‘I said drop the ostentation . . .’ she broke off, tossed her head, drew some black curls away from her cheek and opened her violet eyes wide. ‘Geralt! It’s the first time you’ve ever said that!’
      ‘It can’t be. You’re making fun of me.’
      ‘No, no I’m not. You used only to think it, but today you said it.’
      ‘Is there such a difference?’
      ‘A huge one.’
      ‘Yen . . .’
      ‘Don’t talk with your mouth full. I love you too. Haven’t I ever told you? Heavens, you’ll choke! Lift your arms up and I’ll thump you in the back. Take some deep breaths.’
      ‘Yen . . .’
      ‘Keep breathing, it’ll soon pass.’
      ‘Yes. I’m repaying sincerity with sincerity.’
      ‘Are you feeling all right?’
      ‘I was waiting,’ she said, squeezing lemon on the salmon. ‘It wouldn’t have been proper to react to a declaration made as a thought. I was waiting for the words. I was able to reply, so I replied. I feel wonderful.’ "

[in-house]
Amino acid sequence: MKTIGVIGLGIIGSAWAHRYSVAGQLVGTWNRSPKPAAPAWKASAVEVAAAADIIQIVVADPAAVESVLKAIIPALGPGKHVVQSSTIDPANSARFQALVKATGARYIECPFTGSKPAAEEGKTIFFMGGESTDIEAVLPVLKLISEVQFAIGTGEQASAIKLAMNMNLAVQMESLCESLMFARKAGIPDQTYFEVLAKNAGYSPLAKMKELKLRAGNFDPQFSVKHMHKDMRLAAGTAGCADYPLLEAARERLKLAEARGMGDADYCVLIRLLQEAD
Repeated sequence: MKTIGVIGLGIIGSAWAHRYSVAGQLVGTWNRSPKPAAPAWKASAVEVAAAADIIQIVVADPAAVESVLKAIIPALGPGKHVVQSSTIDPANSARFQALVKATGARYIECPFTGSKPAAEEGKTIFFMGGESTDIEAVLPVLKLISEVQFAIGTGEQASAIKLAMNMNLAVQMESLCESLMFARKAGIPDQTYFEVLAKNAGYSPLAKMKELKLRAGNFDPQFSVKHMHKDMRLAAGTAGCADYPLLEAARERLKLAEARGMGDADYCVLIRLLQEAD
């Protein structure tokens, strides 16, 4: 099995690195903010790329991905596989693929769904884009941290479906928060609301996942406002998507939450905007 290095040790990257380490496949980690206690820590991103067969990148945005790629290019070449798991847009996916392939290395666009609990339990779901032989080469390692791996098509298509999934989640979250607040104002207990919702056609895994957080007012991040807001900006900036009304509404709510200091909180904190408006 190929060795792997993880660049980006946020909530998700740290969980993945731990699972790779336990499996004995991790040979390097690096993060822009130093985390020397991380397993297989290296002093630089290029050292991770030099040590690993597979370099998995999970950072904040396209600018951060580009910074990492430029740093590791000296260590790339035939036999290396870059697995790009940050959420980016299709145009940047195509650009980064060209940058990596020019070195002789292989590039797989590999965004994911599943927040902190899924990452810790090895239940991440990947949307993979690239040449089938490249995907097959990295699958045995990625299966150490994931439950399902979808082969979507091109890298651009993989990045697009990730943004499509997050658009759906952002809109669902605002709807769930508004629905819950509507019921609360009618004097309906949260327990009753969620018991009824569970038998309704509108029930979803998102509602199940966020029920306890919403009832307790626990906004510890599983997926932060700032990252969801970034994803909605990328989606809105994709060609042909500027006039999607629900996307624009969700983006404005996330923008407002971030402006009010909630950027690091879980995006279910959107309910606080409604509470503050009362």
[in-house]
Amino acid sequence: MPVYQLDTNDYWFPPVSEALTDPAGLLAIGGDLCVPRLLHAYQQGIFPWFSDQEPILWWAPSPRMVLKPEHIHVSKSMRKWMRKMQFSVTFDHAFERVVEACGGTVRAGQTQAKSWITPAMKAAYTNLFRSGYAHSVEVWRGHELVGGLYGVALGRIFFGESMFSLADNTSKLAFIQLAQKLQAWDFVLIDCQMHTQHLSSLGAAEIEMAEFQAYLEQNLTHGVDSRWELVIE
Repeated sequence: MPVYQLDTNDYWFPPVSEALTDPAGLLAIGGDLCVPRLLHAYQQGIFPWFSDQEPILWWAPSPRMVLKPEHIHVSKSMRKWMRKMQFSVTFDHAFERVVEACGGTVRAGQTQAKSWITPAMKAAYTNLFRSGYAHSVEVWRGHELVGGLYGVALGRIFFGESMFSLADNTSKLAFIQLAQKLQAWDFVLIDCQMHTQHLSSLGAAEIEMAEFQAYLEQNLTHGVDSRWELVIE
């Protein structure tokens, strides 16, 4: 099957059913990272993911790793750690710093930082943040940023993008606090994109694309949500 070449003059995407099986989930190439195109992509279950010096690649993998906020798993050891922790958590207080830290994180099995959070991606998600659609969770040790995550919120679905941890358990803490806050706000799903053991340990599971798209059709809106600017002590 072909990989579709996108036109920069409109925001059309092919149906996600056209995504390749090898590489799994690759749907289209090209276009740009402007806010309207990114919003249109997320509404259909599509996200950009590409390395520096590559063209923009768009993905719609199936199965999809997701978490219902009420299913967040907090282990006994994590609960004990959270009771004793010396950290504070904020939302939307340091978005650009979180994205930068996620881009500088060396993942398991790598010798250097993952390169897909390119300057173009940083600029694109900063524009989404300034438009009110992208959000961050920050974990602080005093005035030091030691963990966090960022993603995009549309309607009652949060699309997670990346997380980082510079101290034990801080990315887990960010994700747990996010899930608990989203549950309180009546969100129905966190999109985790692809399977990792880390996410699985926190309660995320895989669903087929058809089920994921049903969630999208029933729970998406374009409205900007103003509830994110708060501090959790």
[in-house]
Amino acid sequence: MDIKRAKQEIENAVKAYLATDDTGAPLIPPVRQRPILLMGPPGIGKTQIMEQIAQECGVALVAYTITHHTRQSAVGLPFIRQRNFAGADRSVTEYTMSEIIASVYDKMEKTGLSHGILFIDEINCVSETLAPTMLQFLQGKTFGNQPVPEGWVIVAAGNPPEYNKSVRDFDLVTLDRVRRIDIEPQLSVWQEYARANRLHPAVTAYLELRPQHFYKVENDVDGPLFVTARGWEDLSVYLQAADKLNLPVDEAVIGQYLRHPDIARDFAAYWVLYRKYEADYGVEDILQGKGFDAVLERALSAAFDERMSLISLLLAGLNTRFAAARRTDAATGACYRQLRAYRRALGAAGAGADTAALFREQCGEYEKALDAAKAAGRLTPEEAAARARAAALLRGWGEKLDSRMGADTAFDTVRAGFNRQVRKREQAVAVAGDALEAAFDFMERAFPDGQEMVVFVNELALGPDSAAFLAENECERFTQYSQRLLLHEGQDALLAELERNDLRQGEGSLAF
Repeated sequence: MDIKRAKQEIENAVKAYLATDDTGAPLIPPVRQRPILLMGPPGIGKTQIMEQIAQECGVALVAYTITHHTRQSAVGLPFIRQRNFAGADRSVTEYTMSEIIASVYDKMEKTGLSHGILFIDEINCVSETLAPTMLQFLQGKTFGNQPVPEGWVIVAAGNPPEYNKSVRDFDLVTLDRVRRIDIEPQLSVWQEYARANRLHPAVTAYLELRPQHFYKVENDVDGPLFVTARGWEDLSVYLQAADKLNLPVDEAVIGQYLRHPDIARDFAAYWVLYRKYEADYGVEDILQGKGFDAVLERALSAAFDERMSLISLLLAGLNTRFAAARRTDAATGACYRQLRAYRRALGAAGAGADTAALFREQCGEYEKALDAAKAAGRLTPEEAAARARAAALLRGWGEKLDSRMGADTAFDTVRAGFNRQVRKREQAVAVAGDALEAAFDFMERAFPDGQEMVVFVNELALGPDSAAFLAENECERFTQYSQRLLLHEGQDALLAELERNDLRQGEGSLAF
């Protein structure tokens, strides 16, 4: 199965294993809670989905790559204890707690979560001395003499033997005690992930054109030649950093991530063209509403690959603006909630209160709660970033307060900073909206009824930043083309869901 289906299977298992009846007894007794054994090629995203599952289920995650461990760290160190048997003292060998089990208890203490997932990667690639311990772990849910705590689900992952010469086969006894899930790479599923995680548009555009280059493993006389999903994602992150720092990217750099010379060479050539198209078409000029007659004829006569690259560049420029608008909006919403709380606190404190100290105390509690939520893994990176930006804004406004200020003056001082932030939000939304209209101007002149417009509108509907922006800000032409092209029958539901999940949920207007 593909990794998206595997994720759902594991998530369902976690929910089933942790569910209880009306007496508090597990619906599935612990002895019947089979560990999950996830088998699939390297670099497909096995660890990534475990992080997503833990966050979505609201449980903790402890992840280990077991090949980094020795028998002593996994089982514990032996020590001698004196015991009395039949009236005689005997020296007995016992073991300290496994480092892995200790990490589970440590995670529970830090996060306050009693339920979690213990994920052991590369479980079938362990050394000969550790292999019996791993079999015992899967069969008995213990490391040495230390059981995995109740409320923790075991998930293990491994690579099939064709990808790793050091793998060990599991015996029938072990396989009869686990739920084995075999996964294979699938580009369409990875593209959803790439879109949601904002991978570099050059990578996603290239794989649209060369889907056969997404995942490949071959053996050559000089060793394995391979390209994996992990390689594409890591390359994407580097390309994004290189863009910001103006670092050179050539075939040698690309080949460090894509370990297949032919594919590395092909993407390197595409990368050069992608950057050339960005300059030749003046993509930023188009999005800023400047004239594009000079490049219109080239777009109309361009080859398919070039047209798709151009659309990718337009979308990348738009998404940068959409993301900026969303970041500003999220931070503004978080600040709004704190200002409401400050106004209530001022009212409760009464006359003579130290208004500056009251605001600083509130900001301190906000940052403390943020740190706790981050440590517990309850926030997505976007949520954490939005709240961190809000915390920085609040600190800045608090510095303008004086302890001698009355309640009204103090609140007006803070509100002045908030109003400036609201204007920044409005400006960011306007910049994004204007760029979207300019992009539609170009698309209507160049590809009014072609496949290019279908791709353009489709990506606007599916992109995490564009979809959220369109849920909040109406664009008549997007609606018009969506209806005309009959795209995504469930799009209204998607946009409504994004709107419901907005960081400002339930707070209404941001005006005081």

Of course, you can´t be faulted for making your choice. This is pretty common actually. People who played the game tend to pick Triss. People who read the books tend to prefer Yen. Just a dissonance between adaptations in the end. Still, I wanted to make clear that there was absolutely much more between Yen and Geralt in the books than what the game lets on.

    3. Yes, that is a very endearing scene. Wouldn't say it trumps all the content in The Witcher 3 (at least, on Triss's side), but more of the Yen of this scene would have made a huge difference in my decision. But yeah, I'm playing the game and making my choice based on what's in front of me. Doubtless if I ever do get into reading the books, I'll be fully on board with Yen and Geralt from them, but it seems clear that there's enough of a difference in approaches to the characters and their dynamics that the books and the games must be seen as related but ultimately separate story entities. It's much like how Mass Effect 1's Saren is a villain of good quality, but his portrayal in the first ME book was cartoonishly evil and showed a shocking ineptitude on the part of the writer. They just have to be seen as alternate universes rather than a single continuity.